Rhinoceros Conservation and International Law: The Role of Wildlife Treaties in Averting Megaherbivore Extinction

21:2-3 Journal of International Wildlife Law and Policy, 2018, p. 146-189

45 Pages Posted: 2 Dec 2018

See all articles by Bram Janssens

Bram Janssens

University of Applied Sciences Avans Fontys - Faculty of Law

Arie Trouwborst

Tilburg University - Department of European & International Public Law; Tilburg Sustainability Center

Date Written: November 26, 2018

Abstract

This review article assesses the relevance of international wildlife treaties for the conservation and sustainable use of the world’s five species of rhinoceros – white rhino (Ceratotherium simum), black rhino (Diceros bicornis), Indian rhino (Rhinoceros unicornis), Javan rhino (Rhinoceros sondaicus) and Sumatran rhino (Dicerorhinus sumatrensis). The analysis covers global treaties like the Convention on International Trade in Endangered Species (CITES), the World Heritage Convention and the Ramsar Wetlands Convention, alongside various regional African treaties. Employing standard legal research methodology combined with relevant knowledge from the natural and social sciences, the focus of the review is both on past performance and future potential of the treaties involved. The outcomes of the analysis suggest that, despite pervasive compliance deficiencies which continue to curtail the effectiveness of the various treaties, the prospects of various rhinoceros populations may well have been (even) worse without some of these treaties. The comparative importance of the World Heritage Convention for the conservation of the three Asian rhino species is an example. The main threat to rhinoceroses – poaching driven by a demand for rhino horn in various Asian countries – is international in nature, and a substantial part of the analysis centers on the international community’s efforts to address this threat over the past four decades within the framework of CITES. A key recommendation flowing from this analysis is for CITES parties to seriously but critically explore alternatives to the current trade ban regime, including the option of a strictly controlled legal trade in rhino horn sourced from viable, sustainably managed populations.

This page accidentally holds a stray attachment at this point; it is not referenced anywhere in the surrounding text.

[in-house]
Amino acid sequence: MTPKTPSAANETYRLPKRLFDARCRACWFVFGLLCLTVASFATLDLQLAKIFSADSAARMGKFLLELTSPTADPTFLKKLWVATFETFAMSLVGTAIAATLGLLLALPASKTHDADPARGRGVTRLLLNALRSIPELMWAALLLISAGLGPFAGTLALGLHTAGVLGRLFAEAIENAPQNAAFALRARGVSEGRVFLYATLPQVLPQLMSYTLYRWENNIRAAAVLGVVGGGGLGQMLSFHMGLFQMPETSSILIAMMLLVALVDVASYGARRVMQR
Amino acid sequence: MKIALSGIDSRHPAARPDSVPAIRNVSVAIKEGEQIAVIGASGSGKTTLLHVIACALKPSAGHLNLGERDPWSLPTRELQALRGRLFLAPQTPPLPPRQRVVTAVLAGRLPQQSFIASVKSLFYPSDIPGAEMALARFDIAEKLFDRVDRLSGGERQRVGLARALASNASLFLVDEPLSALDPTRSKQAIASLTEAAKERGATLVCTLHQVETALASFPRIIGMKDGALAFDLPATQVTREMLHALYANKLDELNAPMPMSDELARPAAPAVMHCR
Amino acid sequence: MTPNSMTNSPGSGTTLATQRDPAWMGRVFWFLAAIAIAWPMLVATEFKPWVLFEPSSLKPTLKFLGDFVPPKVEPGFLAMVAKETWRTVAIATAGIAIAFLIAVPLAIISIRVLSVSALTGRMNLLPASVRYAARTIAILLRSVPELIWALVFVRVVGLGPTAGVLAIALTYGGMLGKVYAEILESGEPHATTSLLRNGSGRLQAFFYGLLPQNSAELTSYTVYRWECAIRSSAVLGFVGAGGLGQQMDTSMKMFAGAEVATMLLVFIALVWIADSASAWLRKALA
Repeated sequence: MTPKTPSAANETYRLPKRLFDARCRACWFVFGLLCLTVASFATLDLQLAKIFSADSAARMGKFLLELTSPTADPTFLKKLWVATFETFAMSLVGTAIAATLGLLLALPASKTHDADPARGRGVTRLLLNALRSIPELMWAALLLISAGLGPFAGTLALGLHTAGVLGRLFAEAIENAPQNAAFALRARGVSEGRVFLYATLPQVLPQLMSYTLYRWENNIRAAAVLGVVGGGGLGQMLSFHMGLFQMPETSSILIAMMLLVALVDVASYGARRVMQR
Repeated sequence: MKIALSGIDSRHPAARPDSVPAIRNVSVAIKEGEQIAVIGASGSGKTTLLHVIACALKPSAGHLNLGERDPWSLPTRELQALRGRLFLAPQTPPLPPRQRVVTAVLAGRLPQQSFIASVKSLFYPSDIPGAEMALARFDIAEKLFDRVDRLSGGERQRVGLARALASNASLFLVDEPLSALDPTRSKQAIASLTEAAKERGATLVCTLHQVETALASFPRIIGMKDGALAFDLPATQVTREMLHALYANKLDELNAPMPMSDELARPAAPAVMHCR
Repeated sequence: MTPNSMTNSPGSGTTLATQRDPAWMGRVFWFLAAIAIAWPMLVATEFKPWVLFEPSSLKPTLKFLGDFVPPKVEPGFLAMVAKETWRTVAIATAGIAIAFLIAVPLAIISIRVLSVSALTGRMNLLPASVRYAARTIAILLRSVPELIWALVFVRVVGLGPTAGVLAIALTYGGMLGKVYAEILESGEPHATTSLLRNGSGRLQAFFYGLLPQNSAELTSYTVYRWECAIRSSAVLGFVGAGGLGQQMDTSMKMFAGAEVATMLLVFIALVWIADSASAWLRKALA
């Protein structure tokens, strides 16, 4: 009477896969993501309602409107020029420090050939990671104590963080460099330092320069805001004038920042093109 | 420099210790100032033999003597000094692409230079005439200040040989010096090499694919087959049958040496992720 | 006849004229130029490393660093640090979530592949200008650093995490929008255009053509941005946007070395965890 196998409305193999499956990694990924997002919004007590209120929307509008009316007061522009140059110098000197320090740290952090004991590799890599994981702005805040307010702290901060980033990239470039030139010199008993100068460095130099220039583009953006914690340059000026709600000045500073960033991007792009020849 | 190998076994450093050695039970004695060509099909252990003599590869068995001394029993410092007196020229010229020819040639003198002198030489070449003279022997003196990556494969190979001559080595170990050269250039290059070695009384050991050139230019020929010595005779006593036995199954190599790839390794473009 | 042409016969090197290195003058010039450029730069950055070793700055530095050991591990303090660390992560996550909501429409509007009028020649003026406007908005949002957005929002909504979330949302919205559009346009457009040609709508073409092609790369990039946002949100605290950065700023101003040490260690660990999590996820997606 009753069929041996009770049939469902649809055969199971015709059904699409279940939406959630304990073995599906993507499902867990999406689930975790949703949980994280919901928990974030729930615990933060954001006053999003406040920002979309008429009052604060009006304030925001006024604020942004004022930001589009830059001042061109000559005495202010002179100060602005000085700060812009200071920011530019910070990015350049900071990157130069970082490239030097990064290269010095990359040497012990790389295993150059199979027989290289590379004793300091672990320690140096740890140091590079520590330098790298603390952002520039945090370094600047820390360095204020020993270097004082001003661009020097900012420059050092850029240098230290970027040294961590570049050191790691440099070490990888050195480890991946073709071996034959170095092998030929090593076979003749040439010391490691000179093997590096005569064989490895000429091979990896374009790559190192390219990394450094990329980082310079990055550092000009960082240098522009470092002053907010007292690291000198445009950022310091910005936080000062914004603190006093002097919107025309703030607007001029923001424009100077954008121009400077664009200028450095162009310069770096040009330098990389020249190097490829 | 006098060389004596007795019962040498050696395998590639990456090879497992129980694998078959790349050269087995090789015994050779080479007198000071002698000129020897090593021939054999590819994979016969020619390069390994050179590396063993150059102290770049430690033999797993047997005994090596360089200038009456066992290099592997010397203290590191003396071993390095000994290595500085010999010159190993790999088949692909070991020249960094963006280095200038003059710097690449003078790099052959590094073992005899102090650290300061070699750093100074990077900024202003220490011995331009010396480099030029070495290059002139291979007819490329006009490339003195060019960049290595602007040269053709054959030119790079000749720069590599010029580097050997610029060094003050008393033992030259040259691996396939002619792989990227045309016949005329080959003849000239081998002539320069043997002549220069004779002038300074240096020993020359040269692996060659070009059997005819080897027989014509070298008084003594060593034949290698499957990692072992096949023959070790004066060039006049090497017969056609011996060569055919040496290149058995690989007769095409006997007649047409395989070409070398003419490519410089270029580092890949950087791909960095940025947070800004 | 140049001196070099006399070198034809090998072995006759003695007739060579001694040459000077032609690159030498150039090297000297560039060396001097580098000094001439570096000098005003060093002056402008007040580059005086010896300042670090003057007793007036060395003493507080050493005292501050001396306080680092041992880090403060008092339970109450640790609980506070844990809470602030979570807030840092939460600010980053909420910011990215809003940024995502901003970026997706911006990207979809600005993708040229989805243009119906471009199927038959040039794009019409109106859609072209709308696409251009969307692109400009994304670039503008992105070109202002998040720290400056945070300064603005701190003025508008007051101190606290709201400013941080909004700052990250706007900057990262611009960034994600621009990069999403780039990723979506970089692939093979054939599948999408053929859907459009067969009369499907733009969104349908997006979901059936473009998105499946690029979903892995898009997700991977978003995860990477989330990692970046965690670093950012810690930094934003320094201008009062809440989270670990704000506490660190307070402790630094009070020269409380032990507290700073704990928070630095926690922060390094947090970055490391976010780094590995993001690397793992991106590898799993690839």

Keywords: rhinoceros, CITES, world heritage convention, wildlife, international law, conservation, trade, rhino horn

Suggested Citation

Janssens, Bram and Trouwborst, Arie, Rhinoceros Conservation and International Law: The Role of Wildlife Treaties in Averting Megaherbivore Extinction (November 26, 2018). 21:2-3 Journal of International Wildlife Law and Policy, 2018, p. 146-189, Available at SSRN: https://ssrn.com/abstract=3290637

Bram Janssens

University of Applied Sciences Avans Fontys - Faculty of Law ( email )

Netherlands

Arie Trouwborst (Contact Author)

Tilburg University - Department of European & International Public Law ( email )

Tilburg, 5000 LE
Netherlands

Tilburg Sustainability Center ( email )

P.O. Box 90153
Tilburg, North Brabant 5000 LE
Netherlands

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